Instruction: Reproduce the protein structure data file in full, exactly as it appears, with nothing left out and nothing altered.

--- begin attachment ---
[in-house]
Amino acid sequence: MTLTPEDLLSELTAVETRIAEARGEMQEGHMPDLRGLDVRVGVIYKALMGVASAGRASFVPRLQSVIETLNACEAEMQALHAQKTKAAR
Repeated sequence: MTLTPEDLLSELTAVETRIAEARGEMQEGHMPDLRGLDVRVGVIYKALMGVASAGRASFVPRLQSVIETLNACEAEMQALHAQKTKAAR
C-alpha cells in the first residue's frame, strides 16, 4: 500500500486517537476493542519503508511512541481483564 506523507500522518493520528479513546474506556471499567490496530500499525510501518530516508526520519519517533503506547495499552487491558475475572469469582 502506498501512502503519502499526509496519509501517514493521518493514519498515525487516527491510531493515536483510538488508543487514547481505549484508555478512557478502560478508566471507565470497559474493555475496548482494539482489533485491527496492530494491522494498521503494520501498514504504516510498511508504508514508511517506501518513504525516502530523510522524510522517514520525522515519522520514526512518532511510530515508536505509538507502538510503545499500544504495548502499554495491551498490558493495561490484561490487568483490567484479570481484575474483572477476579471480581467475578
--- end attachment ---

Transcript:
[in-house]
Amino acid sequence: MTLTPEDLLSELTAVETRIAEARGEMQEGHMPDLRGLDVRVGVIYKALMGVASAGRASFVPRLQSVIETLNACEAEMQALHAQKTKAAR
Repeated sequence: MTLTPEDLLSELTAVETRIAEARGEMQEGHMPDLRGLDVRVGVIYKALMGVASAGRASFVPRLQSVIETLNACEAEMQALHAQKTKAAR
C-alpha cells in the first residue's frame, strides 16, 4: 500500500486517537476493542519503508511512541481483564 506523507500522518493520528479513546474506556471499567490496530500499525510501518530516508526520519519517533503506547495499552487491558475475572469469582 502506498501512502503519502499526509496519509501517514493521518493514519498515525487516527491510531493515536483510538488508543487514547481505549484508555478512557478502560478508566471507565470497559474493555475496548482494539482489533485491527496492530494491522494498521503494520501498514504504516510498511508504508514508511517506501518513504525516502530523510522524510522517514520525522515519522520514526512518532511510530515508536505509538507502538510503545499500544504495548502499554495491551498490558493495561490484561490487568483490567484479570481484575474483572477476579471480581467475578